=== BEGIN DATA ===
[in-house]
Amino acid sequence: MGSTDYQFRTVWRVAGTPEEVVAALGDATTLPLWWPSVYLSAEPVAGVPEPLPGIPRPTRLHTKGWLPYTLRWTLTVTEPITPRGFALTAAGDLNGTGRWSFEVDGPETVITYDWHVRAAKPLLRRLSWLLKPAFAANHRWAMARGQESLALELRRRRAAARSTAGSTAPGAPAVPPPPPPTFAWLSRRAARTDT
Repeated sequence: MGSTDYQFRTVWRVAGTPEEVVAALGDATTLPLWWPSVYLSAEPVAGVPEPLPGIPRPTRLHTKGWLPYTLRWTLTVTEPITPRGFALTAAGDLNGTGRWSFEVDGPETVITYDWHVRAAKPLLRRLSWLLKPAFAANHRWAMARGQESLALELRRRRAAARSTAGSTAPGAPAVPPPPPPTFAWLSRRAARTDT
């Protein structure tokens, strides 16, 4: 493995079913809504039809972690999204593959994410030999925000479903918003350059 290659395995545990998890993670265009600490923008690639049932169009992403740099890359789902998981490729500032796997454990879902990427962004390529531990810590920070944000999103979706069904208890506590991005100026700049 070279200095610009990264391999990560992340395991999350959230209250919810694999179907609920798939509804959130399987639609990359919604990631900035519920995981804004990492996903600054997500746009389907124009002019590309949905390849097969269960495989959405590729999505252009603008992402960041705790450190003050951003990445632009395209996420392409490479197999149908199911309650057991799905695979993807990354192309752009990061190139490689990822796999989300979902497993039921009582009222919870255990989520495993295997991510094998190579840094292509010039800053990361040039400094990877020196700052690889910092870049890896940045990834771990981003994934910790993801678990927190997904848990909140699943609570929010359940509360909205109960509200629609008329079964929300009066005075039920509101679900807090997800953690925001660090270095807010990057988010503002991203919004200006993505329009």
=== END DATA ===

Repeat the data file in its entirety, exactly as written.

[in-house]
Amino acid sequence: MGSTDYQFRTVWRVAGTPEEVVAALGDATTLPLWWPSVYLSAEPVAGVPEPLPGIPRPTRLHTKGWLPYTLRWTLTVTEPITPRGFALTAAGDLNGTGRWSFEVDGPETVITYDWHVRAAKPLLRRLSWLLKPAFAANHRWAMARGQESLALELRRRRAAARSTAGSTAPGAPAVPPPPPPTFAWLSRRAARTDT
Repeated sequence: MGSTDYQFRTVWRVAGTPEEVVAALGDATTLPLWWPSVYLSAEPVAGVPEPLPGIPRPTRLHTKGWLPYTLRWTLTVTEPITPRGFALTAAGDLNGTGRWSFEVDGPETVITYDWHVRAAKPLLRRLSWLLKPAFAANHRWAMARGQESLALELRRRRAAARSTAGSTAPGAPAVPPPPPPTFAWLSRRAARTDT
């Protein structure tokens, strides 16, 4: 493995079913809504039809972690999204593959994410030999925000479903918003350059 290659395995545990998890993670265009600490923008690639049932169009992403740099890359789902998981490729500032796997454990879902990427962004390529531990810590920070944000999103979706069904208890506590991005100026700049 070279200095610009990264391999990560992340395991999350959230209250919810694999179907609920798939509804959130399987639609990359919604990631900035519920995981804004990492996903600054997500746009389907124009002019590309949905390849097969269960495989959405590729999505252009603008992402960041705790450190003050951003990445632009395209996420392409490479197999149908199911309650057991799905695979993807990354192309752009990061190139490689990822796999989300979902497993039921009582009222919870255990989520495993295997991510094998190579840094292509010039800053990361040039400094990877020196700052690889910092870049890896940045990834771990981003994934910790993801678990927190997904848990909140699943609570929010359940509360909205109960509200629609008329079964929300009066005075039920509101679900807090997800953690925001660090270095807010990057988010503002991203919004200006993505329009």